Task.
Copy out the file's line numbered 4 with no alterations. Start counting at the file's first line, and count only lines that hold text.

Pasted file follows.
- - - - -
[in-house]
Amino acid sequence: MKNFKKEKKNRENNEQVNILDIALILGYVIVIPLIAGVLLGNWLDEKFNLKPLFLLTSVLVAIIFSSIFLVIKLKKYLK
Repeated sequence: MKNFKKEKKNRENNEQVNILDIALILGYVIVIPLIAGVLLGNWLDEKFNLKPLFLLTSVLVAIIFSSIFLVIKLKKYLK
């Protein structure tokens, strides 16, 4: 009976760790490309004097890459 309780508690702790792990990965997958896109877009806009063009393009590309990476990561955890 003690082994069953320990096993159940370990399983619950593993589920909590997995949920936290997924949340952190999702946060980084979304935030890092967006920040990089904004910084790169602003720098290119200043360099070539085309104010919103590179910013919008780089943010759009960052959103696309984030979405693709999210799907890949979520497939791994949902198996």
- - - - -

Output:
């Protein structure tokens, strides 16, 4: 009976760790490309004097890459 309780508690702790792990990965997958896109877009806009063009393009590309990476990561955890 003690082994069953320990096993159940370990399983619950593993589920909590997995949920936290997924949340952190999702946060980084979304935030890092967006920040990089904004910084790169602003720098290119200043360099070539085309104010919103590179910013919008780089943010759009960052959103696309984030979405693709999210799907890949979520497939791994949902198996």